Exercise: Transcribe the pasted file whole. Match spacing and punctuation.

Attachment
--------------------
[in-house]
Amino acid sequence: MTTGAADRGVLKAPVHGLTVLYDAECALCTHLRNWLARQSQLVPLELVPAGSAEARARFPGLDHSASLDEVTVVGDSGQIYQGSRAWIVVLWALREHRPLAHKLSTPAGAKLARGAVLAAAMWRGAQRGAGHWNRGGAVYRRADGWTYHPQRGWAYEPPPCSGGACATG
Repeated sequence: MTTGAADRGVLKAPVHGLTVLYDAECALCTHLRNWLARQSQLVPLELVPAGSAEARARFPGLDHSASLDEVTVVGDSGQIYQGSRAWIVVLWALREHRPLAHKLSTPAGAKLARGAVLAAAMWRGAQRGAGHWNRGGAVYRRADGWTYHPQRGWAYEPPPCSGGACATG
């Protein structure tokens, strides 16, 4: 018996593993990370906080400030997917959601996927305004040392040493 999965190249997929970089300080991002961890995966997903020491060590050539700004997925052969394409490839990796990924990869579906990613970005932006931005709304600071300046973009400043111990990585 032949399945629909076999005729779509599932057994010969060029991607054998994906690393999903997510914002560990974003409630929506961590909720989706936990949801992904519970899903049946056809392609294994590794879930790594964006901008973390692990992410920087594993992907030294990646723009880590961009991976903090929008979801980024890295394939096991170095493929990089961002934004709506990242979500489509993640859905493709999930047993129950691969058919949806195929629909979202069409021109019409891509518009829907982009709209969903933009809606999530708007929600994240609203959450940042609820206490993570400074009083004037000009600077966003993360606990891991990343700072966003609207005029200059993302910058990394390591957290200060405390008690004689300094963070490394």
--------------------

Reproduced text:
[in-house]
Amino acid sequence: MTTGAADRGVLKAPVHGLTVLYDAECALCTHLRNWLARQSQLVPLELVPAGSAEARARFPGLDHSASLDEVTVVGDSGQIYQGSRAWIVVLWALREHRPLAHKLSTPAGAKLARGAVLAAAMWRGAQRGAGHWNRGGAVYRRADGWTYHPQRGWAYEPPPCSGGACATG
Repeated sequence: MTTGAADRGVLKAPVHGLTVLYDAECALCTHLRNWLARQSQLVPLELVPAGSAEARARFPGLDHSASLDEVTVVGDSGQIYQGSRAWIVVLWALREHRPLAHKLSTPAGAKLARGAVLAAAMWRGAQRGAGHWNRGGAVYRRADGWTYHPQRGWAYEPPPCSGGACATG
């Protein structure tokens, strides 16, 4: 018996593993990370906080400030997917959601996927305004040392040493 999965190249997929970089300080991002961890995966997903020491060590050539700004997925052969394409490839990796990924990869579906990613970005932006931005709304600071300046973009400043111990990585 032949399945629909076999005729779509599932057994010969060029991607054998994906690393999903997510914002560990974003409630929506961590909720989706936990949801992904519970899903049946056809392609294994590794879930790594964006901008973390692990992410920087594993992907030294990646723009880590961009991976903090929008979801980024890295394939096991170095493929990089961002934004709506990242979500489509993640859905493709999930047993129950691969058919949806195929629909979202069409021109019409891509518009829907982009709209969903933009809606999530708007929600994240609203959450940042609820206490993570400074009083004037000009600077966003993360606990891991990343700072966003609207005029200059993302910058990394390591957290200060405390008690004689300094963070490394």